Mentour Forum

What’s Wrong With Boeing?  


Road Runner
Joined: 3 weeks ago
Posts: 1
04/02/2020 11:42 pm  

Mentour, I need to take exception to several things you said in your video “What’s Wrong With Boeing?”


First, when the 737 was designed (1966), it is not a true statement to say that Boeing “didn’t care how much fuel was used”.  That’s utterly ridiculous.  Of *course* they cared how much fuel was used.  Why else would they have chosen what was at the time the most fuel efficient turbofan engine available, in the form of the JT8D?  The stance of the 737 on its landing gear was influenced by the desire to have the aircraft’s cargo hatches close to the ground, true, but that was not the overriding reason for it.  Given the engine technology of the time, the use of the JT8D, and the patented (by Joe Sutter) way the engines were mounted, the landing gear were made exactly as long as necessary, and no longer.  Nobody in 1966 had even a clue that eventually something like the CFM56 would even exist, so how could they have anticipated it and given the 737 longer landing gear?


Secondly, you state as if it is fact that the A320’s landing gear was made longer than the 737 in anticipation of newer, larger, higher by pass turbofans.  Again, not supported by evidence.  The A320 was designed in 1982-85, and the CFM56 was the biggest small turbofan available at the time.  I don’t think anyone in the industry was anticipating the LEAP or the P&W geared fan engines in 1982.  In fact, I know they weren’t.  The A320 was designed for the CFM56 and V2500, period.  Airbus engineers didn’t have a crystal ball any more than Boeing’s did.  The only difference is that by the time the A320 was being designed, the 737 was already a world-beating design, and had been in service for a decade and a half.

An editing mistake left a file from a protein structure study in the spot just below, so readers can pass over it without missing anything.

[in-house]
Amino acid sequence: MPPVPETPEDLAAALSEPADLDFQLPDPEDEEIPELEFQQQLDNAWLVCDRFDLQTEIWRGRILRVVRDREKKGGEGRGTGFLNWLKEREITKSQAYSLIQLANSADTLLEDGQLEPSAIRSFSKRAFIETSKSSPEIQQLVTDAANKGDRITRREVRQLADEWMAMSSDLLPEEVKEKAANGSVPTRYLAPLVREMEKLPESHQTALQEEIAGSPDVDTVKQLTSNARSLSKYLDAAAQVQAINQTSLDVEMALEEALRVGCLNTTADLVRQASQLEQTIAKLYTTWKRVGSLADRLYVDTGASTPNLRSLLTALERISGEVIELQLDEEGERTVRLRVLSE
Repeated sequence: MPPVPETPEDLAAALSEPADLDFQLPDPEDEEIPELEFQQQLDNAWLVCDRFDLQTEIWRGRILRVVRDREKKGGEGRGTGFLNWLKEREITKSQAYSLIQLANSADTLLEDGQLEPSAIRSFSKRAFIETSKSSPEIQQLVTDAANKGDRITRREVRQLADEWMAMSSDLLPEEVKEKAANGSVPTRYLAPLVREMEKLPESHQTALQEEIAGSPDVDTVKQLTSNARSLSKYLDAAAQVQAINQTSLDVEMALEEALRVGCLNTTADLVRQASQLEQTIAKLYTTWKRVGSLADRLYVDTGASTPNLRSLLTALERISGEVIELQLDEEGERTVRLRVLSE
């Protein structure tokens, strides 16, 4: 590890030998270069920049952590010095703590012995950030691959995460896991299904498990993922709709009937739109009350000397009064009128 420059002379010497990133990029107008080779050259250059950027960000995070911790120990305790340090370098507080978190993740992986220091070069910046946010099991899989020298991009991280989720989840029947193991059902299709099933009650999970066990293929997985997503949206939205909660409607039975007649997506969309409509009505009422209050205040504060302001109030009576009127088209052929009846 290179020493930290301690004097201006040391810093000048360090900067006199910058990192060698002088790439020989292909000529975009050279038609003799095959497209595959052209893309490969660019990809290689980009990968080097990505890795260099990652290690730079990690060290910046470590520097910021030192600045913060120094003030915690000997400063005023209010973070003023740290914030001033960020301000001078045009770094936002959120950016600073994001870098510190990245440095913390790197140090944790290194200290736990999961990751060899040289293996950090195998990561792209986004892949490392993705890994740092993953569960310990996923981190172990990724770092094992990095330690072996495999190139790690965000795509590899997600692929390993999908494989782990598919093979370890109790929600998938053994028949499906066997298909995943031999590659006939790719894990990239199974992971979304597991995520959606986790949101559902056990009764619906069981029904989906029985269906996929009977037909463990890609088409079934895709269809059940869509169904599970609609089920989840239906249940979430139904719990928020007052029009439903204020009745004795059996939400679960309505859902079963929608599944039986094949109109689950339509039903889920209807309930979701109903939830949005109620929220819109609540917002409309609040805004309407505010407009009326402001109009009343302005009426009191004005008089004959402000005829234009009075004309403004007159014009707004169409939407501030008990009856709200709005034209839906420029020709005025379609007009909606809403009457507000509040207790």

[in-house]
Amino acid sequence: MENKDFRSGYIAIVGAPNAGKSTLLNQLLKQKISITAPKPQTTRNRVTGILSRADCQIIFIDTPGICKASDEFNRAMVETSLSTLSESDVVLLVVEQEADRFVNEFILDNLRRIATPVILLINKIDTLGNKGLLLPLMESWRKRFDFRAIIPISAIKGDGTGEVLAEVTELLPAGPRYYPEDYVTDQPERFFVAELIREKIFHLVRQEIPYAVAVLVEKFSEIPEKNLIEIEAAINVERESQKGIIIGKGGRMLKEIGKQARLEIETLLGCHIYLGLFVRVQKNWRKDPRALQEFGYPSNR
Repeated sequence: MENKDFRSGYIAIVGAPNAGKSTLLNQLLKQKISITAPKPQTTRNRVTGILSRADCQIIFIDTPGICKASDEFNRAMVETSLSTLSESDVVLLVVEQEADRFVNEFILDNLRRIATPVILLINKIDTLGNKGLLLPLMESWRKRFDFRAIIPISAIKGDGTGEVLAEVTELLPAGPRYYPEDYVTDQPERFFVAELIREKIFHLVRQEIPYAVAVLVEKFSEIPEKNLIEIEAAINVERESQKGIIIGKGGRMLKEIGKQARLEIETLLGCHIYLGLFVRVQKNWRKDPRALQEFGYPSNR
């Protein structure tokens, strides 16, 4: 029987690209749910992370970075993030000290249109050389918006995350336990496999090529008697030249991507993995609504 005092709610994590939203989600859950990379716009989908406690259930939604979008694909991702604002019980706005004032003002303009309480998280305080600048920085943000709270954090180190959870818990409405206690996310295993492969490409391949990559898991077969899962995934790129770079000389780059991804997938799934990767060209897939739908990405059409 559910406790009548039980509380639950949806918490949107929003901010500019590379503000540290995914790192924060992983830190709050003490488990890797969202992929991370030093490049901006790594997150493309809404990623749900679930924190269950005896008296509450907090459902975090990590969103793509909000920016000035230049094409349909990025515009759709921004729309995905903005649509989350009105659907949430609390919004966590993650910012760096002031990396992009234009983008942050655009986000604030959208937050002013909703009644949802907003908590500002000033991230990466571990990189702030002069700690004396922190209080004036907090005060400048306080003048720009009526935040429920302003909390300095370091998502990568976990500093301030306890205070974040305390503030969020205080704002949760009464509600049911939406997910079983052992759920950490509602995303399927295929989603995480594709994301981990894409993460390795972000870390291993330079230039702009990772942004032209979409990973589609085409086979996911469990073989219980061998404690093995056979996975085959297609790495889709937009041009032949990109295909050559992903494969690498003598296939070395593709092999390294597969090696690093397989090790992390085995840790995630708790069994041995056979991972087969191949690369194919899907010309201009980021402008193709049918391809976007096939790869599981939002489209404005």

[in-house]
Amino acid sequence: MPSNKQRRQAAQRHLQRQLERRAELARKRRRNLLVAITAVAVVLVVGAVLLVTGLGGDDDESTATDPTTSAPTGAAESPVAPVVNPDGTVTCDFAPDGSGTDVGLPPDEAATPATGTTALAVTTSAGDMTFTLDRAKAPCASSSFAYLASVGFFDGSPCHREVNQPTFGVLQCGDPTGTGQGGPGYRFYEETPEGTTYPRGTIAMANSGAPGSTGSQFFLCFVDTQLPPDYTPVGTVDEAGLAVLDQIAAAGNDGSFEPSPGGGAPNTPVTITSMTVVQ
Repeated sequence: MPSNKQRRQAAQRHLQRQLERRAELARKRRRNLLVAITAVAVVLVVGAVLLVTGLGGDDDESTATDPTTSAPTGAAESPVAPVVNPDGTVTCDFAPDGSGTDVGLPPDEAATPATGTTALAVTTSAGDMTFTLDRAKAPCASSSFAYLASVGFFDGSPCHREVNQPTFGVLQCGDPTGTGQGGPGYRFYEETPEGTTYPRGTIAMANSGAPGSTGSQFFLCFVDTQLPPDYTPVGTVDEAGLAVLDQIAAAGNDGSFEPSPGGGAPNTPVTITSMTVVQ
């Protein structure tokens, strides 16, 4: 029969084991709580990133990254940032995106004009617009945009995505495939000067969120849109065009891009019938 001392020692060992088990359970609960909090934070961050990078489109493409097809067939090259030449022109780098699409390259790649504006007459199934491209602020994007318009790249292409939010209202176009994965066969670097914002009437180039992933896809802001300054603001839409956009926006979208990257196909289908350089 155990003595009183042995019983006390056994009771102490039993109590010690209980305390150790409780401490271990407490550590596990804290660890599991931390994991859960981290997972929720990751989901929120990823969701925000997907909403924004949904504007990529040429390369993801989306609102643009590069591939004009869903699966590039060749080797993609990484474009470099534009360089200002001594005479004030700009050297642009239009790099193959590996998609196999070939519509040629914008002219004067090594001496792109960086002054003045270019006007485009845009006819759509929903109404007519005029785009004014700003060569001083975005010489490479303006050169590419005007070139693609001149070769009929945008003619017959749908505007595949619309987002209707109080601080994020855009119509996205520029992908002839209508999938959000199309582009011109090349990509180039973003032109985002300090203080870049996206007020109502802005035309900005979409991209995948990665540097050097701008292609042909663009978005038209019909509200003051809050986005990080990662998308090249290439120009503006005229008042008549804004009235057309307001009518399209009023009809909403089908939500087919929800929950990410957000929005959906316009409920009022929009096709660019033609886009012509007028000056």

You need to be more careful with your facts in the future.

Dennis Cirrotti
Joined: 1 week ago
Posts: 1
15/02/2020 8:57 pm  

How did Boeing create this tragedy answered. 
With the new MAX 8 design having a pitch up tendency in manual flight during a turn unlike the previous 737, the MCAS was required to certify it as a 737. The function of MCAS was to trim nose down in a manual flight turn to give it the same flight characteristic as the previous 737 and not require new pilot certification training. Boeing saw this as a certification modification and a not need to know system to the pilot and did not publish it’s design or the operating function in the flight manual. Boeing justified this because MCAS may never be activated in flight, because the system is only active when the autopilot is off and the flaps are up. Also, the fact that the aircraft is almost never manually flown without the autopilot in-gauged at cruse altitude when the high and low speed stall margin is only 4 to 6 knots above cruise speed, Boeing considered this an internal non-pilot function. If Boeing had just published a system description and emergency procedures if an uncommanded activation of MCAS occurred at a low altitude and at speeds well above stall, to simple extend the flaps to inhibit MCAS, Both Lion Air Flight 610 and Ethiopian Airlines Flight 302 would have returned safely. With that, the cause of the malfunction would have been identified and the engineering fix applied as is normal in the airline industry. You can not create an automated system that effects the way the aircraft fly's without telling the operators and pilots how it works.

Captain Dennis Cirrotti